It probably goes without saying, though I will say it anyway, that I do not covet Chris's lifestyle. I trust he won't be offended when I say that, because I don't intend to offend. I mean only that some of the things he values most are simply not what interest me in life, and I have good reason to suspect that playing patriarch to a Mormon nuclear family would render me dangerously miserable. I'm certain enough that I'm on the path of greatest happiness for Bill Shunn that I feel no compulsion to make major course corrections at this point in my life. Comparing levels of happiness with someone else is pretty much a pointless game.
Of course, what Chris mentions (lightly) coveting about my lifestyle are really just the trappings. He doesn't mention the two things that are most important to me, which are surely two of the things he cares about most: devotion to a loving spouse, and the writing itself. On that score I doubt we're so different.
An amusing article in this morning's Times recounts how the various presidential campaigns are being blindsided by the unexpected sites where their web-buy advertising is showing up:
Visitors to Gay.com can sign up to find the perfect dating partner, advice on sex and how-to articles on same-sex marriage and parenting.I found this particularly amusing, not only because I enjoy seeing the Romney campaign embarrassed by association with positions the candidate has since abandoned, but also because John McCain ads have been showing up on my site for the past couple of weeks. Hey, I don't really mind, and McCain probably doesn't care, but those ads are a strange sight below my name.
Over the course of at least two days in August, they may well also have seen banner advertisements about the Republican presidential candidacy of Mitt Romney, the former Massachusetts governor, according to an analysis of campaign Web advertising provided by the Nielsen Online, AdRelevance, monitoring service....
A regular site for advertisers like Jeep and Toyota, Gay.com was not exactly what Mr. Romney's campaign had in mind when it set out this summer to blanket the Web with messages about the candidate.... [full article]
Epidode #49 of "ShunnCast" is now available, in which Bill, in an outtake from THE ACCIDENTAL TERRORIST, recounts the fate of the modest vinyl collection he'd amassed before leaving on his mission. Also, freethought is vigorously defended, in the context of gay weddings and dying fathers.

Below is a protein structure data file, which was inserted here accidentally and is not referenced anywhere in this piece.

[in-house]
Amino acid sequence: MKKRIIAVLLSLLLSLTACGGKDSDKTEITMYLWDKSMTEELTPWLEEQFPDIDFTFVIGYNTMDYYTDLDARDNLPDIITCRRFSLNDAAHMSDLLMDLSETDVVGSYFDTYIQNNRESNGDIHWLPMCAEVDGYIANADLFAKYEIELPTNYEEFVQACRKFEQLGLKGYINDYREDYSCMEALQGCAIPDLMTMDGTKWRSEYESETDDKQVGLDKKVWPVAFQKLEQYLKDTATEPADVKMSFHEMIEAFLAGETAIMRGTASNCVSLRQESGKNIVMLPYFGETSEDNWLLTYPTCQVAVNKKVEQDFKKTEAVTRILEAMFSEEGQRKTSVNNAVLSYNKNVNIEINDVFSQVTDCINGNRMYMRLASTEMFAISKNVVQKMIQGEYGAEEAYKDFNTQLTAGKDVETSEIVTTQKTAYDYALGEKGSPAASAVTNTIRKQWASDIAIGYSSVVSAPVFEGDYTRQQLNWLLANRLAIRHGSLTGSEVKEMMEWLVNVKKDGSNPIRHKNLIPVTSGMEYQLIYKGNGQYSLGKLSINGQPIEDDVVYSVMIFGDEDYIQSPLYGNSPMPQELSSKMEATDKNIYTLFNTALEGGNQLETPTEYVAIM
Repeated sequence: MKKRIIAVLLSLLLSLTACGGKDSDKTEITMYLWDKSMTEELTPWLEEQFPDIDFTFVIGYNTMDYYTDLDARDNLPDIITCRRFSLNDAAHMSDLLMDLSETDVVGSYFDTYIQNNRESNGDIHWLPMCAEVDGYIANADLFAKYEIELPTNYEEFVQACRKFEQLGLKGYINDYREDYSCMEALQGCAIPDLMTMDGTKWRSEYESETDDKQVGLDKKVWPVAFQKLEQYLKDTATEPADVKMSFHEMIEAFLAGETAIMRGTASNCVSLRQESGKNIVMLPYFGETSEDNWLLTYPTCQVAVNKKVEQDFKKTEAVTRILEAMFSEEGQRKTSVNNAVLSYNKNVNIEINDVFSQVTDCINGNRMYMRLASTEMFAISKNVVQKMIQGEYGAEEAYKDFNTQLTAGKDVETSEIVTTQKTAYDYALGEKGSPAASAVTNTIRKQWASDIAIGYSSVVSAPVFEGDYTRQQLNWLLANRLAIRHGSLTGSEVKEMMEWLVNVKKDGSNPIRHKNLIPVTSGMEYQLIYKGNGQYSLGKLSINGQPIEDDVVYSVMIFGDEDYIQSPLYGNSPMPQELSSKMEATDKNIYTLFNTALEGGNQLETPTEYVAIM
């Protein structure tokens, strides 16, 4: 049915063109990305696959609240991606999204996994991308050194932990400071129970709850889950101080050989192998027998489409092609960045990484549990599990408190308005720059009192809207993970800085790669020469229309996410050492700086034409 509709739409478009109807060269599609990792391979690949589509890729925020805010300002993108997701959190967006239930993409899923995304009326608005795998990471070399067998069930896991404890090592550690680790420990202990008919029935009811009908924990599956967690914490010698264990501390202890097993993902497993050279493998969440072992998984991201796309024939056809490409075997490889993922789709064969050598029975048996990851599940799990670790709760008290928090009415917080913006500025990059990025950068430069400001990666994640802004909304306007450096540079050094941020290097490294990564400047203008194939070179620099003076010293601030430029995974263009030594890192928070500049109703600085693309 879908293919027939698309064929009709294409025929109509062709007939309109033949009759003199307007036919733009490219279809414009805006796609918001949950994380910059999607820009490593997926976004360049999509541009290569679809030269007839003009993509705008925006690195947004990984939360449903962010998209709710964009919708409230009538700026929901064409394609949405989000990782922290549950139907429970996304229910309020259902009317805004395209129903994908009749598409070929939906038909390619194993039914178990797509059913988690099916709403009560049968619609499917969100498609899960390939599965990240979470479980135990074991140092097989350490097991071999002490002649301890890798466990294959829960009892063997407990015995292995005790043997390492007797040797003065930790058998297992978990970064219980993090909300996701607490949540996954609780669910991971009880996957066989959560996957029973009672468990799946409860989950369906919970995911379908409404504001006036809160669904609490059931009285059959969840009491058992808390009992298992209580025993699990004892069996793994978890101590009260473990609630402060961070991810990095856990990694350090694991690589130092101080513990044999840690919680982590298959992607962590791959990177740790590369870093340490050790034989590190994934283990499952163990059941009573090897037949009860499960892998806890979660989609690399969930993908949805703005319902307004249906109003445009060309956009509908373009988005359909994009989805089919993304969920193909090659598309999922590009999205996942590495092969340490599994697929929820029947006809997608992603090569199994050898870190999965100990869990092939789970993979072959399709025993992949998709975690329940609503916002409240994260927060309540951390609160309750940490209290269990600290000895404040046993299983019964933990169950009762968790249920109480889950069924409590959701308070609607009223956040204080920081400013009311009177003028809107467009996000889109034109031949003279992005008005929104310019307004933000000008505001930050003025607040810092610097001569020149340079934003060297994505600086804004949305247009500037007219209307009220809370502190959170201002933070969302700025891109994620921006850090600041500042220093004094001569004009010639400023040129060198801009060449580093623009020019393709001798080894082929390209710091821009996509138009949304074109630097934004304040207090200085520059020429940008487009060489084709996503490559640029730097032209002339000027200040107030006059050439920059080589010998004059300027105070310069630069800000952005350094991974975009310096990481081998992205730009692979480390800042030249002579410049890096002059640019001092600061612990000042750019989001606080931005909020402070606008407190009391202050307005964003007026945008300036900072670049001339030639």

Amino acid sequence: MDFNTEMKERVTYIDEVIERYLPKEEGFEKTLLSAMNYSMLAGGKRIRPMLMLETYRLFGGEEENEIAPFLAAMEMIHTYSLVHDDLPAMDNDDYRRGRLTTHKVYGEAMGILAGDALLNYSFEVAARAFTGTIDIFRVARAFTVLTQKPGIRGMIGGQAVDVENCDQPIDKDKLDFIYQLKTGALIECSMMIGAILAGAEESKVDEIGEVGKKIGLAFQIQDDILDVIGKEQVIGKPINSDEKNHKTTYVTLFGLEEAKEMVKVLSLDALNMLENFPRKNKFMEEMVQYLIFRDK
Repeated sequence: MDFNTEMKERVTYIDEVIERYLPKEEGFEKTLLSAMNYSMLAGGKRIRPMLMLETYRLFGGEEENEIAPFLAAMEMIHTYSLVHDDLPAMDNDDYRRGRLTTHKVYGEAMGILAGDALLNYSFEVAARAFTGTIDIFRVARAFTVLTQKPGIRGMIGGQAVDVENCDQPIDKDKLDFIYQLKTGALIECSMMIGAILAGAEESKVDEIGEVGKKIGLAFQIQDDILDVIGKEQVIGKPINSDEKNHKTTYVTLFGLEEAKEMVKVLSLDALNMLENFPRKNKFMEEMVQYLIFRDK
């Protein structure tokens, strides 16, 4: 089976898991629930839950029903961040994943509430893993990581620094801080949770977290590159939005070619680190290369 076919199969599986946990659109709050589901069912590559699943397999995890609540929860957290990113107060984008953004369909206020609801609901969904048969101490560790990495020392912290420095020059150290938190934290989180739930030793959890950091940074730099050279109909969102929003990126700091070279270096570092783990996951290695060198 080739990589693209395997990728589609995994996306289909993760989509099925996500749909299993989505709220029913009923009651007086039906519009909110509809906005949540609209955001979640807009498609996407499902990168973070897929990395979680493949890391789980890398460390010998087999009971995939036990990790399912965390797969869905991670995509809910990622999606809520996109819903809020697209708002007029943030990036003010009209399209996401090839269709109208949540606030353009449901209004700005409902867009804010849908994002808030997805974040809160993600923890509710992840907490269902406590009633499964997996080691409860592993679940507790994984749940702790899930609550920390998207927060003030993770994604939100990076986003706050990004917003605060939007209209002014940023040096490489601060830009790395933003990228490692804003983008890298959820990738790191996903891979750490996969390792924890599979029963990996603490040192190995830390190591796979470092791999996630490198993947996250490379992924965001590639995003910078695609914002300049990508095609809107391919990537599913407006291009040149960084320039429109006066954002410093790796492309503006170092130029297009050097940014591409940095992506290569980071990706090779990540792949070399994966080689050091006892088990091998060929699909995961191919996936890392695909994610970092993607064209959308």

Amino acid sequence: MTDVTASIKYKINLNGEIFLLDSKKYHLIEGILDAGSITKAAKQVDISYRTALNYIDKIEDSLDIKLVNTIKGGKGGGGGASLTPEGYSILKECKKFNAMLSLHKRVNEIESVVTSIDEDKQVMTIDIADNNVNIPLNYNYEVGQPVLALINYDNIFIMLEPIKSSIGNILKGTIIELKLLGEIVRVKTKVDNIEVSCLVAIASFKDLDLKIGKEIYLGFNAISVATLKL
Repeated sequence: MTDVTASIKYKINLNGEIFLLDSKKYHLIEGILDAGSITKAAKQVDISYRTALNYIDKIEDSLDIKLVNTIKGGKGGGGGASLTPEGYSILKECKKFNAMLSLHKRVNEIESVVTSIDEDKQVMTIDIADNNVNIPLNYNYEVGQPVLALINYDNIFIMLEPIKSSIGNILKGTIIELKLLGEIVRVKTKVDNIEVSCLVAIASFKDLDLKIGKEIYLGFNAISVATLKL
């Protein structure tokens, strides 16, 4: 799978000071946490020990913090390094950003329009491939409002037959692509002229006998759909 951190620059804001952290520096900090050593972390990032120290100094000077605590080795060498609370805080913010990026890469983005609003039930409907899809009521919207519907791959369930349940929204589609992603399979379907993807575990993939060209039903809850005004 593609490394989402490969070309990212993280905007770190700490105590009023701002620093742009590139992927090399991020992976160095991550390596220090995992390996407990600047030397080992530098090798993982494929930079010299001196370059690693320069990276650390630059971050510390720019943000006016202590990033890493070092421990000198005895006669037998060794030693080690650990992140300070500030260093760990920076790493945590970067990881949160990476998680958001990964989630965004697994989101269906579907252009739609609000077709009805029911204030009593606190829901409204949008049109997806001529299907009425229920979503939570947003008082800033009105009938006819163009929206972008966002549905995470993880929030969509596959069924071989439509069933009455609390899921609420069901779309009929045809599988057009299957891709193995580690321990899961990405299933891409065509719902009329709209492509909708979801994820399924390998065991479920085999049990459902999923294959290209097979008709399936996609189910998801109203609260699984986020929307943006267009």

See also shunncast.
Why do I care? Well, the first story I ever published, "Cut Without Hands," appeared in LDSF-2 back in 1985. I was sixteen when I made the sale (payment in copies), and I was beside myself with joy. Unfortunately, editor Benjamin Urrutia lost my address and couldn't send me my author's copies. I assumed the project had died on the vineuntil the spring of 1987, when I was a missionary in Washington and received a letter from Mr. Urrutia. He had read about my brush with the law in the paper and was writing to ask if I was the same D. William Shunn who had given him a story for his anthology.
Much as I wish my little piece of Mormon apologia would quietly vanish, copies of LDSF-2 still show up in used bookstores every once in a while, so I can't be too upset that my story is now up on the Web for all the world to seein total copyright violation. I'm not inclined to press the matter, though Philip José Farmer and the estate of Avram Davidson (both authors had Mormon-related stories reprinted in LDSF-2) might feel differently. So go read this odd historical curiosity before someone more litigious than I gets wind of it and the whole thing vanishes. (You'll have to scroll way down, or search on "cut without hands," since the Parables folks seems to have only rudimentary HTML skillz.)
Another story you might want to read while it's still available is "A Beautiful Day in the Neighborhood" by hyperpopular LDS author Jack Weyland, which immediately precedes mine in the table of contents. This story is significant to me only because I hated it so much, even as a young Mormon missionary. Its central conceit was so smug and insular and made for such bad science fiction that for two decades I carried around a desire to write a story that proceeded from the same premise but took it in an entirely different direction.